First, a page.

Anatomy and Asana Ezine
Thanks Kat, in Toronto for your questions
this ezine is for you!
In a previous ezine, I wrote about the knee in general and what to be
conscious of in asanas such as Padmasana (lotus) and Kapotasana (pigeon).
Today, we will focus on creating stability around the knee joint.
The knee joint is comprised of 3 bones the femur (thigh bone), the
tibia (shin bone) and the patella (knee cap). It has 2 primary movements -
flexion (knee bending) and extension (knee straightening). There is a little
bit of rotation (twisting), but not much.
This is an important point for us Yogis and Yoginis because sometimes in Yoga,
we can find ourselves in asanas that cause torquing or twisting at the knee.
You may have felt this before on the inside or outside of the knee, or just
above the patella or in the back of the knee it feels like a twinge
or a strain with a character much different than the common muscle stretch
or muscle contraction.
If you have experienced this type sensation while in a Yoga asana, it is a
sign that the knee was not stable during that movement.
So what creates knee stability?
The simple answer is that while the bones create the knee joint, it is the
ligaments and muscles that give those bones stability in both static and dynamic
If either the ligaments or the muscles become irritated (torn, overstretched,
imbalanced), they can cause any of the 3 bones to move out of position, compromising
What are those ligaments and muscles?
The ligaments are the medial and lateral collateral ligaments (which control
side to side movement) and the anterior and posterior cruciate ligaments (which
control front to back motion).
The muscles are the quadriceps, which cause knee extension (straightening
the knee); and the hamstrings, sartorius, gracilis, plantaris, popliteus and
gastrocnemius, which cause knee flexion (bending the knee). It is important
to have a balance between these groups of muscles.
But there is more!!
We need to take this one step further. Remember that the knee joint
is comprised of 3 bones. 2 of these bones help to create 2 other joints, respectively.
The femur (thigh bone) helps to create the hip joint; and the tibia (shin
bone) helps to create the ankle joint. To make this even clearer of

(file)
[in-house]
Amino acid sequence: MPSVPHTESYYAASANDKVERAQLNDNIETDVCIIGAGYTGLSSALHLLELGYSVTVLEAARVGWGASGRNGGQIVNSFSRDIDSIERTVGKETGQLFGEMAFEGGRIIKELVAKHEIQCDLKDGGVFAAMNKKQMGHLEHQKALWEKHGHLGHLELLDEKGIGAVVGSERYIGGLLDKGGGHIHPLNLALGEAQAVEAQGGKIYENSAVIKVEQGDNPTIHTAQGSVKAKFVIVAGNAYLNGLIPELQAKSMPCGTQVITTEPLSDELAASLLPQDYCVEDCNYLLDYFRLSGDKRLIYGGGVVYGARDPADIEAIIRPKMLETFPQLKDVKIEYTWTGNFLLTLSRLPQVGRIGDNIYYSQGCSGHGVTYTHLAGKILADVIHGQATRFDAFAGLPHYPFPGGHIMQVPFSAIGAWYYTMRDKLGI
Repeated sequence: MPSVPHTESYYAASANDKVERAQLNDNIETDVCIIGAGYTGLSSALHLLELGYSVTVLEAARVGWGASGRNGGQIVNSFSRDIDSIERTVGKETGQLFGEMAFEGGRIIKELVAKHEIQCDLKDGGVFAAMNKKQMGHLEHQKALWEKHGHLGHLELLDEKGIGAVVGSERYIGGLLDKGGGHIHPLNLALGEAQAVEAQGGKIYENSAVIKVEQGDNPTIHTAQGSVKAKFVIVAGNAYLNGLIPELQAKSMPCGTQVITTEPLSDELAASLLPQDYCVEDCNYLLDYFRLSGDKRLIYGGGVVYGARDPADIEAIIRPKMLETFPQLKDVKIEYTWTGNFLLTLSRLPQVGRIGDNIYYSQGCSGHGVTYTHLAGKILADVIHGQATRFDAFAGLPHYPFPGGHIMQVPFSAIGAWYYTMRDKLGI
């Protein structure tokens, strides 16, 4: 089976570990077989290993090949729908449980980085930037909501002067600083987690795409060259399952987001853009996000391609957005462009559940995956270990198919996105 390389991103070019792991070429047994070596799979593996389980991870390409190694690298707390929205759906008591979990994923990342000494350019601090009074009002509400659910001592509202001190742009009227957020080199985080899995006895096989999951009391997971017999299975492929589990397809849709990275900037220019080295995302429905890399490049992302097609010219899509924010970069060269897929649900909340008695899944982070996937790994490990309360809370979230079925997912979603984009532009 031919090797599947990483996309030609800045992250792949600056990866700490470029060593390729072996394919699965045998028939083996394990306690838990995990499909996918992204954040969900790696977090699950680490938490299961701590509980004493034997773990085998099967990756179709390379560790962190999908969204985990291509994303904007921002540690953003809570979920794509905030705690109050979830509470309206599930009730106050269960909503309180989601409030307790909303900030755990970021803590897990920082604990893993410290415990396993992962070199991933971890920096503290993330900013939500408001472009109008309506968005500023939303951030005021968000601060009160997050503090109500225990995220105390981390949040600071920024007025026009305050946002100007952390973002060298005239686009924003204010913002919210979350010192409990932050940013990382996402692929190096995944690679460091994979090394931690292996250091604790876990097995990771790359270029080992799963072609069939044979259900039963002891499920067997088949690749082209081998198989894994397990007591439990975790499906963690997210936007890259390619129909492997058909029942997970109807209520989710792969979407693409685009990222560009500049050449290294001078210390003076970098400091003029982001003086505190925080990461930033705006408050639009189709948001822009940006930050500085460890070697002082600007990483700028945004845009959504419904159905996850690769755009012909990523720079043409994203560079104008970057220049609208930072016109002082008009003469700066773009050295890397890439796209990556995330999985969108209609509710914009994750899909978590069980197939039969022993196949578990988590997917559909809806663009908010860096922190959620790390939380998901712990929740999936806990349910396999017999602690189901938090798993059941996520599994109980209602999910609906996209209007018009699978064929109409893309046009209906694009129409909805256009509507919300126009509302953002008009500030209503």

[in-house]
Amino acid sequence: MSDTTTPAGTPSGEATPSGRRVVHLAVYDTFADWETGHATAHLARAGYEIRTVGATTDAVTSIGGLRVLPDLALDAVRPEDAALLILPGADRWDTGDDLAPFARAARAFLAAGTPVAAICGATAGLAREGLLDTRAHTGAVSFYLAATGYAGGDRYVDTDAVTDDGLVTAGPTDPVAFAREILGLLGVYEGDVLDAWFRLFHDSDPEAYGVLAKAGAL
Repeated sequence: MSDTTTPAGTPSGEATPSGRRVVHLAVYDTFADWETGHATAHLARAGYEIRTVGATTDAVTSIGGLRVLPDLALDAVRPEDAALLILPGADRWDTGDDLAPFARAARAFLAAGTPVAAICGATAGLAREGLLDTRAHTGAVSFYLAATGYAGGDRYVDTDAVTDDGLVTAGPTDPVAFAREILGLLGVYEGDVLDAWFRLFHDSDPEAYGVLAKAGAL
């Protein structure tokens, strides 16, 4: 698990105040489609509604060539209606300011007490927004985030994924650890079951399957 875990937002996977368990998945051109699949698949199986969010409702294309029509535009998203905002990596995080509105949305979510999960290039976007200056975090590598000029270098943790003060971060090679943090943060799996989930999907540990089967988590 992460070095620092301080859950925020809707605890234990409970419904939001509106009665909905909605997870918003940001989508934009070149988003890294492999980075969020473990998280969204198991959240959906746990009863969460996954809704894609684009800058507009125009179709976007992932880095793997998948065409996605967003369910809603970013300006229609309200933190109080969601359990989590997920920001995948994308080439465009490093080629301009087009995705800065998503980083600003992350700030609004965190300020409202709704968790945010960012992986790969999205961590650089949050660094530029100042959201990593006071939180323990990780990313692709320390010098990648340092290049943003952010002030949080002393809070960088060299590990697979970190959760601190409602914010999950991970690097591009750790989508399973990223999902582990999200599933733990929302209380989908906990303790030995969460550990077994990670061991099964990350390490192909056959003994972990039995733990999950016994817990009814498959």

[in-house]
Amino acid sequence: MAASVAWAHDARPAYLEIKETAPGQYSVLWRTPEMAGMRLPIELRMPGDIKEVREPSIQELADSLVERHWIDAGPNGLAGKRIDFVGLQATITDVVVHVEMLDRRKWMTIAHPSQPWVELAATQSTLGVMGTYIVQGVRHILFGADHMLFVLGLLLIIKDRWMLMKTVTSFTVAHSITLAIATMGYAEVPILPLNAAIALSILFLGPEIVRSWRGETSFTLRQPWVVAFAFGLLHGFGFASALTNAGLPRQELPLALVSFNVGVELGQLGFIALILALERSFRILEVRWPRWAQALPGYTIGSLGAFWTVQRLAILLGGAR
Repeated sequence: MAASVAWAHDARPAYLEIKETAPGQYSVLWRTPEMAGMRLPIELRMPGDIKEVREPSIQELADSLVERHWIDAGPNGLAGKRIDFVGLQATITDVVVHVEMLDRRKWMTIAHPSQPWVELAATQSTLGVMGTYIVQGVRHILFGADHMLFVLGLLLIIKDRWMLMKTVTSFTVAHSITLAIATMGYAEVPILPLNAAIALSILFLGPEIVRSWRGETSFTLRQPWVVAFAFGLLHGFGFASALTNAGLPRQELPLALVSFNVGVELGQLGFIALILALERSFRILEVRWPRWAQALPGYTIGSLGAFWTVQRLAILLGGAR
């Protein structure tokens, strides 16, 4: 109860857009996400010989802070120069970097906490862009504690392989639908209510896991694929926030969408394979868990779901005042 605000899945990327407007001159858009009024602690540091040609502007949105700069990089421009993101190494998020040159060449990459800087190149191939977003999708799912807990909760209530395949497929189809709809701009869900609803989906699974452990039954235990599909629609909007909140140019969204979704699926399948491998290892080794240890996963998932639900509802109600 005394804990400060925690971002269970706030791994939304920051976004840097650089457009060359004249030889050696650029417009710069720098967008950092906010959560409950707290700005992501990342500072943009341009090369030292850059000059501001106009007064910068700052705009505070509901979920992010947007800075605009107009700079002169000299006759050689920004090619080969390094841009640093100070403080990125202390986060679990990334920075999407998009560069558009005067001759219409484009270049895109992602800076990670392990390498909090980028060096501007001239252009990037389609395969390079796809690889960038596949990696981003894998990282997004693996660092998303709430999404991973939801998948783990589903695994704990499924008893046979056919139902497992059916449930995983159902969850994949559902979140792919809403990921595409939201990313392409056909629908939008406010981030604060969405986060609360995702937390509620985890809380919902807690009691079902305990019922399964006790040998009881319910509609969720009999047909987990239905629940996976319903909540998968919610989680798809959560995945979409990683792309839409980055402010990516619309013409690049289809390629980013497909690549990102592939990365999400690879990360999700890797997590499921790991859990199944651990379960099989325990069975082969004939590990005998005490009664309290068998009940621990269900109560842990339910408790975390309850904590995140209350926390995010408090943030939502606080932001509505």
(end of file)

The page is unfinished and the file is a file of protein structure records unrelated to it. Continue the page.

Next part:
the 12 muscles that cross the knee joint, 8 of them cross the hip joint (4
quads, 3 hamstrings, and sartorius) and 1 of them crosses the ankle joint
(gastrocnemius via the Achilles tendon). So if there is something funky, or
not functional going on at the knee, it is imperative to look at the muscles
that stabilize these two other joints.
Applying this to Yoga:
As always, if you are practicing and are experiencing pain or strain, please
seek out medical attention, whether that be a chiropractor, a manual physiotherapist
or a doctor with a specialty in sports medicine. This is to rule out any potential
problems like cartilage tears or ligament strains.
All of your standing Yoga poses will help create and maintain knee stability
so long as you maintain the knee in the alignment that it is meant to be in.
Here are some ideas to help that become true for you:
· Be sure you are not feeling any
pain or strain that is not common to a normal muscle contraction or muscle
· Bring awareness to the 3 mounds
of your foot ball of foot, base of pinky toe and center of heel.
· Bring awareness to your hips
- if you are in Warrior 1, are they square? If you are in Warrior 2, are your
thighs moving into external rotation?
· And the knee, as you are bending
it, is it truly moving in flexion or is there some wobble going on?
All in all, take some time to develop mobility and strength and move in the
way the joint wants you to move. Life is way too short to blow out your knees
Have fun exploring
All the best,
The intent of this article to help you further your understanding
and usability of anatomy and asana. Please email me with any
questions. I am currently working on a manual of anatomy and asana, and
your questions will help me to explain concepts in the clearest
You can email me at firstname.lastname@example.orgFor
Anatomy and Asana workshops, please visit www.functionalsynergy.com